Does anyone know approximately how much water per square foot a mulched vegetable garden would need per day in the Phoenix area? I am planning to install rain gutters and we have a nice sized roof to collect rainwater to supplement the garden. We are going to start with 550 gallons of storage capacity for now and keep the garden bed small.
I just hooked up a drip system for my sqaure foot garden, I thought each square foot would only need about a gallon a day which would be about right if I was using the hose or watering can.
It seems with a drip emitter I need much more because it drips so slowly that it doesn't spread around. Tomato plants need more water than most of my other veggies. For your system I would guess about a gallon per day or every other day per square, but if you are hand watering its probably less than that.
Janet, how are you distributing the water onto your garden soil? Are you using a garden hose attached to your rain barrel?
The problem with using gravity-fed systems for irrigation is that you never get the required pressure required for landscape irrigation equipment - even drip components. Rainbird drip emitters are meant to operate at 15-30 psi. One psi is equal to 2.31 feet of head. So to get 15 psi out of your rain barrel, it would have to be almost 35 feet above ground. Beth - that's why your drip emitters don't work as well as you'd like (Unless I misunderstood and you're using metered water - in that case you need larger flow emitters - like 4 GPH). Even the Rainbird Landscape Dripline (which is what I'd recommend for row gardening) requires 8 psi to operate. So hand watering is really your only option, unless you install a pump. Soaker hoses are an option, but they clog easily and can rot in a few years; and you'll never really know how much water you're applying.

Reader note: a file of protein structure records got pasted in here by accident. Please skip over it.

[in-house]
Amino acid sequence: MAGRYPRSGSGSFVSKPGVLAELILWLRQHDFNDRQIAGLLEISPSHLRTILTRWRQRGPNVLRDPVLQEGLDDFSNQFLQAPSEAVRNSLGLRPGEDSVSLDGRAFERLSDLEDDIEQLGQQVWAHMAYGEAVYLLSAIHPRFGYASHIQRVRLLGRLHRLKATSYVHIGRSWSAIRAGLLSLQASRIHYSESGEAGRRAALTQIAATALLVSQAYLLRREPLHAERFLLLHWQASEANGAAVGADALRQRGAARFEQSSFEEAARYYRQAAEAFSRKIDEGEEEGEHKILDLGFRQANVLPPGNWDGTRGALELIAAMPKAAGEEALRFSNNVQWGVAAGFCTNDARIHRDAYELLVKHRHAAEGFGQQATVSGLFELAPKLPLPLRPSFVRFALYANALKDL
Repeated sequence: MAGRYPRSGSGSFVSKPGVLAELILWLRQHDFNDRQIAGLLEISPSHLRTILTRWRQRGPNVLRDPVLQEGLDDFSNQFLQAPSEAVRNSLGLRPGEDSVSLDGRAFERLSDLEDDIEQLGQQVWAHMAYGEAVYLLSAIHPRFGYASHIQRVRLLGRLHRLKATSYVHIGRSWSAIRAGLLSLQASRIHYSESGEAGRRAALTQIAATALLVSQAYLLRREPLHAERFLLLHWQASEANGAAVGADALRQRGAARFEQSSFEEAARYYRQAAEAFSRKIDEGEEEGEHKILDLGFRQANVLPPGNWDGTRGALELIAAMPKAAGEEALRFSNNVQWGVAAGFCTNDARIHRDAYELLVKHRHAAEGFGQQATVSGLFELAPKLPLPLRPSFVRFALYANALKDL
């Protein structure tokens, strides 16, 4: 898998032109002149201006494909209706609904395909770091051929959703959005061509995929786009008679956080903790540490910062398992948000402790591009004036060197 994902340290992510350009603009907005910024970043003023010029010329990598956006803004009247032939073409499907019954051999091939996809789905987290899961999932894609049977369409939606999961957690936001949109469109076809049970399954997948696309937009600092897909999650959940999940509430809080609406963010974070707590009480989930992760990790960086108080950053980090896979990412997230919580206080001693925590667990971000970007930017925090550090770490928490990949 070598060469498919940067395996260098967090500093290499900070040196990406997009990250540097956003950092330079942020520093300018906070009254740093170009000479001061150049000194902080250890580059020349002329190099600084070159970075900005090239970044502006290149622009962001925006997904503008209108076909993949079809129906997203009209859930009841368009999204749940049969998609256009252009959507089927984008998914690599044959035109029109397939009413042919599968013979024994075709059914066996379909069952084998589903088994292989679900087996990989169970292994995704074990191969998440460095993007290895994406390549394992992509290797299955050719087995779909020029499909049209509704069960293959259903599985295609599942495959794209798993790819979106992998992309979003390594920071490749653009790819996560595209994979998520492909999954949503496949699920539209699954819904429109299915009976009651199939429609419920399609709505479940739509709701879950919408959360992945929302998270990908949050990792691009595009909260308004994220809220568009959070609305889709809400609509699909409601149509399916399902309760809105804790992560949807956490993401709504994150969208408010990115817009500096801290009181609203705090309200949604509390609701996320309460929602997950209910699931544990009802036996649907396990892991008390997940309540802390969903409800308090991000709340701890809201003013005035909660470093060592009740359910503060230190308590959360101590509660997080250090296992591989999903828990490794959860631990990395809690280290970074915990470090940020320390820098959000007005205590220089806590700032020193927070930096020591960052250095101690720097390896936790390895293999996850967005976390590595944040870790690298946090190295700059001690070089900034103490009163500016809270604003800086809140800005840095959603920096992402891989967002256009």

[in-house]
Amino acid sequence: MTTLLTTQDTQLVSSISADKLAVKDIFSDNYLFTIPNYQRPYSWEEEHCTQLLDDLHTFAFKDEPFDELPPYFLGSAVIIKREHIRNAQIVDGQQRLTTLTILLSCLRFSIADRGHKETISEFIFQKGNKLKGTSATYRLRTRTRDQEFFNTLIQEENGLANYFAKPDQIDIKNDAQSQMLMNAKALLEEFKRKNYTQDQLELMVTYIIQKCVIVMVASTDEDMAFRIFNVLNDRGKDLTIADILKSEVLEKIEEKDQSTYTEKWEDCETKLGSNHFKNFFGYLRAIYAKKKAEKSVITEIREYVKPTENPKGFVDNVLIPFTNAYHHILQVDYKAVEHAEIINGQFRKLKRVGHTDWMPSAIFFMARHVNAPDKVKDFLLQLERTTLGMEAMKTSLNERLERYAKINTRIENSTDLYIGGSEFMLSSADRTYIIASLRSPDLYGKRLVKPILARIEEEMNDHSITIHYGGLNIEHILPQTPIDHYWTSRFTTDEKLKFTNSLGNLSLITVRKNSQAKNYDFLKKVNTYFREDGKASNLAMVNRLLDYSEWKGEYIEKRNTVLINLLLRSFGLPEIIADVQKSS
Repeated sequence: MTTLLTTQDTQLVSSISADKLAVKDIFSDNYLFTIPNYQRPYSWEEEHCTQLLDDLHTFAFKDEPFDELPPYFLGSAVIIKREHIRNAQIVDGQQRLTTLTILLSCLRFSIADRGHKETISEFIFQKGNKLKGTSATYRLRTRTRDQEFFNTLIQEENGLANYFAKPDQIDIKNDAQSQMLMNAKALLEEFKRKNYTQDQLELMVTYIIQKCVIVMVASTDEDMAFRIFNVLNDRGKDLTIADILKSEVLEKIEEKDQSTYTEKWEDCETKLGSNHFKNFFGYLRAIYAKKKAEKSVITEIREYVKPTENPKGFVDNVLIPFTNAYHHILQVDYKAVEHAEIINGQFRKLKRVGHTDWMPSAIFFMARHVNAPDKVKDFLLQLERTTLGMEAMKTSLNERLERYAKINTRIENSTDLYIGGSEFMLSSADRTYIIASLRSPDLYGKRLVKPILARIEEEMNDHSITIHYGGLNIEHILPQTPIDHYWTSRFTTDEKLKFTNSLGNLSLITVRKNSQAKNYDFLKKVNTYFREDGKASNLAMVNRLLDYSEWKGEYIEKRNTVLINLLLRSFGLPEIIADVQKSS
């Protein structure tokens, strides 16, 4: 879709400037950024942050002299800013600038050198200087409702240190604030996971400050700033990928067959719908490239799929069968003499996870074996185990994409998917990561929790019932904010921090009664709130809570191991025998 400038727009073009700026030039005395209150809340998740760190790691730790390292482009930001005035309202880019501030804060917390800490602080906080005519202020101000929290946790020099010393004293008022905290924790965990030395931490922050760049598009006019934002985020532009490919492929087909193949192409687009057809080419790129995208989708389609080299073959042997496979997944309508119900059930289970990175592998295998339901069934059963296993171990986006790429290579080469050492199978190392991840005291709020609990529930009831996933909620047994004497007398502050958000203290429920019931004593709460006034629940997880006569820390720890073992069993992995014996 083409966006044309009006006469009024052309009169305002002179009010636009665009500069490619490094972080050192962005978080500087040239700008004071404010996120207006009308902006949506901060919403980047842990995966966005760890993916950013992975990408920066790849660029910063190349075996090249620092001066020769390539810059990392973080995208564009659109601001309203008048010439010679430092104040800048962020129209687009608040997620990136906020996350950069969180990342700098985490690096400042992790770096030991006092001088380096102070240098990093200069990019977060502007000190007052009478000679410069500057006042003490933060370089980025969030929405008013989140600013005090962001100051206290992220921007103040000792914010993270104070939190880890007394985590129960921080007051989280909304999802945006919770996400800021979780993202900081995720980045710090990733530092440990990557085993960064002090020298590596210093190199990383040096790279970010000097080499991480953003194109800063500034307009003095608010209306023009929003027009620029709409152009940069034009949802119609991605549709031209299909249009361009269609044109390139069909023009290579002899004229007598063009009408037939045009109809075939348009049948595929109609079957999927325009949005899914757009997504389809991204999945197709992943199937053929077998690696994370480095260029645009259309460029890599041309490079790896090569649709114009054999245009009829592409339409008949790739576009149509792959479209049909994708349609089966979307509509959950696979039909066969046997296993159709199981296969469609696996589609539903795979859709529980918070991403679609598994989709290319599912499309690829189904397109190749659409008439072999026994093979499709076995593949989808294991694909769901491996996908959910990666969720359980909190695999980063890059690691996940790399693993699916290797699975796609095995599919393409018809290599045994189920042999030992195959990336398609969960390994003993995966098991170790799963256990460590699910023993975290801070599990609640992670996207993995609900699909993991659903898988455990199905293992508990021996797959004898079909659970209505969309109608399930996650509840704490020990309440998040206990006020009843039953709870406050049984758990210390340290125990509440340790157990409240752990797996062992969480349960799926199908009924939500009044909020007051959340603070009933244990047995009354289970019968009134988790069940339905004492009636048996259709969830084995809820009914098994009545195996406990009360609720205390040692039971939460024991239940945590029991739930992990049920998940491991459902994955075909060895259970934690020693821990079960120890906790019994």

If you're using a hose, you can just count the time it takes to fill a gallon or 5-gallon bucket, and use that time to determine the flow rate of your garden hose at your low pressure.
As far as how much water to use per square foot - that depends on what you're growing, the sun and wind conditions where your garden is located, and what time of year it is.
PS - Be prepared to want to add to your water tank. You say you have a 'nice size' roof. A 2,000 sf roof will collect over 550 gallons of rainwater from just a half-inch of rain. The great thing about water tanks is that they can be added to by linking them with hoses or pipe at the bottom. I haven't met anyone yet who installed a rainwater harvesting tank who hasn't wished they'd gone bigger.
Congratulations to you for conserving a precious and scarce natural resource!